Ghosts of Independence Day - My wife and I were reminiscing of Independence Days long past, when our children were little, some of our parents still alive and our families mostly living nearby. Backyard cook-outs scheduled around shifts at Beverly Hospital or the I.P.D., Betty Dorman’s Recreation Department Fourth of July Children’s Parade – thankfully still going strong, decking out […]
Boston protests against Vietnam War April 1, 1970: The Massachusetts Legislature challenges the Vietnam War - On October 16, 1967, over 5,000 opponents of the Vietnam War rallied on Boston Common and marched to the the Arlington Street Church.  At the end ofa service broadcast to the crowd, over 280 men turned in or burned their draft cards. On January 5, 1968, indictments were handed down to Yale Chaplain William Sloane […]
The Proximity Fuze: How Ipswich women helped win WW II - The former Ipswich Mills, now owned by EBSCO, was the site of one of the most closely guarded secrets of the Second World War. The VT proximity fuze (variable time fuse) resembled tubes found in radios, and made it possible to detonate antiaircraft shells in the proximity of their target, rather than on impact. Fearing that the secret of the invention might fall into […]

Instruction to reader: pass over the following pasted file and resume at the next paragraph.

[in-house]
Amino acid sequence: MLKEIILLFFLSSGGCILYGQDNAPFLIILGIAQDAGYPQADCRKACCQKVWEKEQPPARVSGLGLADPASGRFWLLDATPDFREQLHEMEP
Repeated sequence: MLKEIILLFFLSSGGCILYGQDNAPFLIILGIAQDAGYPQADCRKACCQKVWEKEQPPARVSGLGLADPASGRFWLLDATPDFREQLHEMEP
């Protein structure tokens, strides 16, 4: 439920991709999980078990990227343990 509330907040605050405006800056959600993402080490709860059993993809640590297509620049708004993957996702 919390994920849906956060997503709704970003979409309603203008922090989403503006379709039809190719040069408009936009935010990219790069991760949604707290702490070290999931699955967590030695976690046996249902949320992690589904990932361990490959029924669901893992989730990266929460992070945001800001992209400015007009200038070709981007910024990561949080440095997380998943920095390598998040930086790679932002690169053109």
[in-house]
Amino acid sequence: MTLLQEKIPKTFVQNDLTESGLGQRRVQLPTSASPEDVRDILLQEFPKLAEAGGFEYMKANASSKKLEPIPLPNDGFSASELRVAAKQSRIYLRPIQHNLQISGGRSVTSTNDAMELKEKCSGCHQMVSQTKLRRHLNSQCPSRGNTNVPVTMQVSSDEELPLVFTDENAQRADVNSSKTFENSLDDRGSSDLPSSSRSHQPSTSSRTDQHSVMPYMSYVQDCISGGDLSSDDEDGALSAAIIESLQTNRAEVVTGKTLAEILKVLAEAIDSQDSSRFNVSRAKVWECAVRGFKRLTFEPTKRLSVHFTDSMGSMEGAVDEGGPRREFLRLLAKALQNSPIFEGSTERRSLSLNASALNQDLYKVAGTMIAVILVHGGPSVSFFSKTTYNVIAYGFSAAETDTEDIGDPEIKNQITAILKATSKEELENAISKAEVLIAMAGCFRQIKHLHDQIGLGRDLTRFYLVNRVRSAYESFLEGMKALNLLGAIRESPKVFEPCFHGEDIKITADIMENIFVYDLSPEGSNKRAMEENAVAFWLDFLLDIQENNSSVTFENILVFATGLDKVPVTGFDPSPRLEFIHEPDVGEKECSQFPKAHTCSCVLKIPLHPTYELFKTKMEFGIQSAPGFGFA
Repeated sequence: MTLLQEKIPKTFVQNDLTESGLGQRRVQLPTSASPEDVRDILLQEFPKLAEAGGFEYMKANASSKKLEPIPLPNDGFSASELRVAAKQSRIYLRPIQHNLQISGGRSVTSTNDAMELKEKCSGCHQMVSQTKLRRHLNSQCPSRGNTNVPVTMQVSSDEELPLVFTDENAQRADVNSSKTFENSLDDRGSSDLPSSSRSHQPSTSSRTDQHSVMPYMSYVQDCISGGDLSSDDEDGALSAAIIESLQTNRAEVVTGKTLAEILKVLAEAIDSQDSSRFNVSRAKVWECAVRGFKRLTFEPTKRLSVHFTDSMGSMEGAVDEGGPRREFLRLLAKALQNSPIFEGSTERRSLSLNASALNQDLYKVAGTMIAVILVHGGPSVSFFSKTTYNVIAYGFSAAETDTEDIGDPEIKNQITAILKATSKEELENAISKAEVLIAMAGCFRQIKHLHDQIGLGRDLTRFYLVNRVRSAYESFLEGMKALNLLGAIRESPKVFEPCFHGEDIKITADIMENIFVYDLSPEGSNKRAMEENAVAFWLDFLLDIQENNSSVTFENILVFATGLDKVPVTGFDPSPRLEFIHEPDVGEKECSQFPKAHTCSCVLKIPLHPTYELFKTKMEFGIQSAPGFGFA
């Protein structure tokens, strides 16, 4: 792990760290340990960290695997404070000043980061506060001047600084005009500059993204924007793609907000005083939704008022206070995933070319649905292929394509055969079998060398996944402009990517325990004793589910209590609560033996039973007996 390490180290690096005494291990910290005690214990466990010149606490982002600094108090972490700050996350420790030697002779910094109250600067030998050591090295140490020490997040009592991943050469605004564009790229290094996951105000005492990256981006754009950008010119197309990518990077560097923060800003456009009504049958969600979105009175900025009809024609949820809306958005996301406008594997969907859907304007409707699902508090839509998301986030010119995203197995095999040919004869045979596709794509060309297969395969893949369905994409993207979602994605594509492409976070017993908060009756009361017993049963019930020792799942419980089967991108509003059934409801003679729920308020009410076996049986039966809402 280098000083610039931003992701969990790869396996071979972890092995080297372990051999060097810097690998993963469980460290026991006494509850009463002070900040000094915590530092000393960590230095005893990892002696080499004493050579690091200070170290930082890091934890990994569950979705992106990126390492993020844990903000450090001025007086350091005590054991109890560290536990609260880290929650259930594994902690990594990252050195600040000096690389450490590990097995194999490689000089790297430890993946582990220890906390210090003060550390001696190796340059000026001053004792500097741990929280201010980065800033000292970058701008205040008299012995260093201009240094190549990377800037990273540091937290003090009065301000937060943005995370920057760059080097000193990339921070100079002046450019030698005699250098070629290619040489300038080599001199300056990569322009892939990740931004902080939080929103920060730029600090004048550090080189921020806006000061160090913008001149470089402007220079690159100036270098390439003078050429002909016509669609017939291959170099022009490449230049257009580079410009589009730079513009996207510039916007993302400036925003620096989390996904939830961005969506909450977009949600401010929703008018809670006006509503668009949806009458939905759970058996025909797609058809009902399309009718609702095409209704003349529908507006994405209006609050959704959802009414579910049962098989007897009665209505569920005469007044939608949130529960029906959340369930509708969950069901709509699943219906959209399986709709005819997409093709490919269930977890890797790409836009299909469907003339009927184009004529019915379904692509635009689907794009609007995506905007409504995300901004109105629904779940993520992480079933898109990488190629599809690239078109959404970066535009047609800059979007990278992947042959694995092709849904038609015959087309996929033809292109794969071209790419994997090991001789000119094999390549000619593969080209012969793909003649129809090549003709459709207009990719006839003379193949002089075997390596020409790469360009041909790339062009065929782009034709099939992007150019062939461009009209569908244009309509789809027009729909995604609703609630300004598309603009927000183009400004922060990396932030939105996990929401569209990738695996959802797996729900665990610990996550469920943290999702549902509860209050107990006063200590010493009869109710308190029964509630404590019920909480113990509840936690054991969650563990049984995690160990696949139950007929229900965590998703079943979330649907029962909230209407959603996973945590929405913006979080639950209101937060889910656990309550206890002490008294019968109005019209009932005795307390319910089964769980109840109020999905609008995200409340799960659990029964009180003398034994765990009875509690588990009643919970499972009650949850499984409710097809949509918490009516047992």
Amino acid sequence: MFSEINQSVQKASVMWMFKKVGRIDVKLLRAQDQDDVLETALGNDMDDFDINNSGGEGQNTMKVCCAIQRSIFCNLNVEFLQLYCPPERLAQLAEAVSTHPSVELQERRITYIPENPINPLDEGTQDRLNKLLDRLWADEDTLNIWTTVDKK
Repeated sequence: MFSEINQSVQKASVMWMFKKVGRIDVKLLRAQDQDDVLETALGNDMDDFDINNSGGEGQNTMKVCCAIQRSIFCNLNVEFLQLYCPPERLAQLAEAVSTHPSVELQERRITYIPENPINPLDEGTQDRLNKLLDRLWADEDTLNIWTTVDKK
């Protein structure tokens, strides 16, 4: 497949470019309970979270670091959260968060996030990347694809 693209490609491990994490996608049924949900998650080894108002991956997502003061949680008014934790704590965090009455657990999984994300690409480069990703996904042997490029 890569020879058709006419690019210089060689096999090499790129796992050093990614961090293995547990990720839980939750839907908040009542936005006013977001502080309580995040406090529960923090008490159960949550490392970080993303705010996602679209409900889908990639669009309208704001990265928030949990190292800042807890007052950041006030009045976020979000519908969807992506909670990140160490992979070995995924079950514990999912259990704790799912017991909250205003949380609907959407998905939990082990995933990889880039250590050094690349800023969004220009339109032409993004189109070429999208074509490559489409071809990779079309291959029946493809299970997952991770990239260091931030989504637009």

Acadian exiles in Ipswich, 1755 - A lesson for our times: The French and Indian War, as it is now known, began in 1754 and ended with the French defeat in 1763. Expeditions were planned against the French strongholds on Lake George, Fort Niagara; and against the Acadian settlers in Nova Scotia. Massachusetts men played a conspicuous part in the war along with […]
The “Dungeons of Ipswich” during the War of 1812 - On June 17,1812, President Madison declared war with England. The New England states were bitter in their opposition, because of the trade embargo and their vulnerability to British war ships. The Town of Ipswich adopted a resolution on June 25, 1812 declaring its alterable opposition to the embargo and “Mr. Madison’s War.” Ironically, the reputation of the […]